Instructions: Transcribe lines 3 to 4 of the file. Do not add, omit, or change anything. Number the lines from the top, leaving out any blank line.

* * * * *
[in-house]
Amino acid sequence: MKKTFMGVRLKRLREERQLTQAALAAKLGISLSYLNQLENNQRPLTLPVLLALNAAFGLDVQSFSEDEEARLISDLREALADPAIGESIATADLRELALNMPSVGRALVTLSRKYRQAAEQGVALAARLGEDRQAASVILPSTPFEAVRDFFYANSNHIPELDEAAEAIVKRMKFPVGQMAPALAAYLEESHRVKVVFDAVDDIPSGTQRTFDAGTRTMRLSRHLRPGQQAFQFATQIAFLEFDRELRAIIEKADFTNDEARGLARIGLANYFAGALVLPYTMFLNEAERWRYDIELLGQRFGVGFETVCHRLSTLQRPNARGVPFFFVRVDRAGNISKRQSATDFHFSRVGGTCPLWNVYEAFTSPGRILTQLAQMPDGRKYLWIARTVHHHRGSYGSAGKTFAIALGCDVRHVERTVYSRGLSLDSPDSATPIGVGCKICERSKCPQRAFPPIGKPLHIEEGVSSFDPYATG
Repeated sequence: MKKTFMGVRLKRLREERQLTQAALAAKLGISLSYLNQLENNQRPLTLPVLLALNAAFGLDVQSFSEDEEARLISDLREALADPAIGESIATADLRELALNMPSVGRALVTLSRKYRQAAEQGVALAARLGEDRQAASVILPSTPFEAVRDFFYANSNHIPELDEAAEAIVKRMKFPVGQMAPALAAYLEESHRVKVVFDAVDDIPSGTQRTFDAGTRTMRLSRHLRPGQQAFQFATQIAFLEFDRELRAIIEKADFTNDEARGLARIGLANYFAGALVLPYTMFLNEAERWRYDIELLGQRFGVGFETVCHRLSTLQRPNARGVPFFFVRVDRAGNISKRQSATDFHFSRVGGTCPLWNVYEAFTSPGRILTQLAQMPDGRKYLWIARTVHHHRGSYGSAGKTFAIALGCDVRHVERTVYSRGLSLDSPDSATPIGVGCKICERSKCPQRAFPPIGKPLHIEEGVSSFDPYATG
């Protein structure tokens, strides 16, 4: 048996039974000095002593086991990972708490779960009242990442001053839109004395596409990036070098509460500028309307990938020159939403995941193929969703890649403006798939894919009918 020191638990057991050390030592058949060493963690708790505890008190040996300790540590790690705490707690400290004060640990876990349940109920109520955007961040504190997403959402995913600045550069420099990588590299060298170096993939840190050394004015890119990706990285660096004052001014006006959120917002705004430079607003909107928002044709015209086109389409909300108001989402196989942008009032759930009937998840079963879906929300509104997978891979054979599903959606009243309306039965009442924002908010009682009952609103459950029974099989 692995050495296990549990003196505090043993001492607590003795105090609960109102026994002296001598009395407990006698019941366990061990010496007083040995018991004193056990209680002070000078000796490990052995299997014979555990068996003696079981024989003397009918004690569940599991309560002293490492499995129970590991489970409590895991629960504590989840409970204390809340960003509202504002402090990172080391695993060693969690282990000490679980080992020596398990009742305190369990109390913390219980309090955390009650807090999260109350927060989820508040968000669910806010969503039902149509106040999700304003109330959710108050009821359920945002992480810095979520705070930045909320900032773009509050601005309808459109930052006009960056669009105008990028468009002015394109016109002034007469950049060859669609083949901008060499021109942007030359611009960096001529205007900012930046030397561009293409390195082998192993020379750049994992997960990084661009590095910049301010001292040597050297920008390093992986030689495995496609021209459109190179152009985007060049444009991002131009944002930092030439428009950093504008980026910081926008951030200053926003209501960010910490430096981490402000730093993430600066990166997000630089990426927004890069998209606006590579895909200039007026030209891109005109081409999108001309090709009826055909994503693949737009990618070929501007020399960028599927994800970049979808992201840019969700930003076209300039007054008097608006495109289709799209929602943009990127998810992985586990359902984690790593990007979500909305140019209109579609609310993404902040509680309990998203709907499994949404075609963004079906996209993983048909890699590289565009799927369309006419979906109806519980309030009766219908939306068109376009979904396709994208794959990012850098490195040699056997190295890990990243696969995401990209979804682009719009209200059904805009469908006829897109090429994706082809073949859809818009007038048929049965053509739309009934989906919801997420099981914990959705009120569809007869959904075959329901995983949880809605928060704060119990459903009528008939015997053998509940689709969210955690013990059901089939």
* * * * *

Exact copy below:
Repeated sequence: MKKTFMGVRLKRLREERQLTQAALAAKLGISLSYLNQLENNQRPLTLPVLLALNAAFGLDVQSFSEDEEARLISDLREALADPAIGESIATADLRELALNMPSVGRALVTLSRKYRQAAEQGVALAARLGEDRQAASVILPSTPFEAVRDFFYANSNHIPELDEAAEAIVKRMKFPVGQMAPALAAYLEESHRVKVVFDAVDDIPSGTQRTFDAGTRTMRLSRHLRPGQQAFQFATQIAFLEFDRELRAIIEKADFTNDEARGLARIGLANYFAGALVLPYTMFLNEAERWRYDIELLGQRFGVGFETVCHRLSTLQRPNARGVPFFFVRVDRAGNISKRQSATDFHFSRVGGTCPLWNVYEAFTSPGRILTQLAQMPDGRKYLWIARTVHHHRGSYGSAGKTFAIALGCDVRHVERTVYSRGLSLDSPDSATPIGVGCKICERSKCPQRAFPPIGKPLHIEEGVSSFDPYATG
């Protein structure tokens, strides 16, 4: 048996039974000095002593086991990972708490779960009242990442001053839109004395596409990036070098509460500028309307990938020159939403995941193929969703890649403006798939894919009918 020191638990057991050390030592058949060493963690708790505890008190040996300790540590790690705490707690400290004060640990876990349940109920109520955007961040504190997403959402995913600045550069420099990588590299060298170096993939840190050394004015890119990706990285660096004052001014006006959120917002705004430079607003909107928002044709015209086109389409909300108001989402196989942008009032759930009937998840079963879906929300509104997978891979054979599903959606009243309306039965009442924002908010009682009952609103459950029974099989 692995050495296990549990003196505090043993001492607590003795105090609960109102026994002296001598009395407990006698019941366990061990010496007083040995018991004193056990209680002070000078000796490990052995299997014979555990068996003696079981024989003397009918004690569940599991309560002293490492499995129970590991489970409590895991629960504590989840409970204390809340960003509202504002402090990172080391695993060693969690282990000490679980080992020596398990009742305190369990109390913390219980309090955390009650807090999260109350927060989820508040968000669910806010969503039902149509106040999700304003109330959710108050009821359920945002992480810095979520705070930045909320900032773009509050601005309808459109930052006009960056669009105008990028468009002015394109016109002034007469950049060859669609083949901008060499021109942007030359611009960096001529205007900012930046030397561009293409390195082998192993020379750049994992997960990084661009590095910049301010001292040597050297920008390093992986030689495995496609021209459109190179152009985007060049444009991002131009944002930092030439428009950093504008980026910081926008951030200053926003209501960010910490430096981490402000730093993430600066990166997000630089990426927004890069998209606006590579895909200039007026030209891109005109081409999108001309090709009826055909994503693949737009990618070929501007020399960028599927994800970049979808992201840019969700930003076209300039007054008097608006495109289709799209929602943009990127998810992985586990359902984690790593990007979500909305140019209109579609609310993404902040509680309990998203709907499994949404075609963004079906996209993983048909890699590289565009799927369309006419979906109806519980309030009766219908939306068109376009979904396709994208794959990012850098490195040699056997190295890990990243696969995401990209979804682009719009209200059904805009469908006829897109090429994706082809073949859809818009007038048929049965053509739309009934989906919801997420099981914990959705009120569809007869959904075959329901995983949880809605928060704060119990459903009528008939015997053998509940689709969210955690013990059901089939």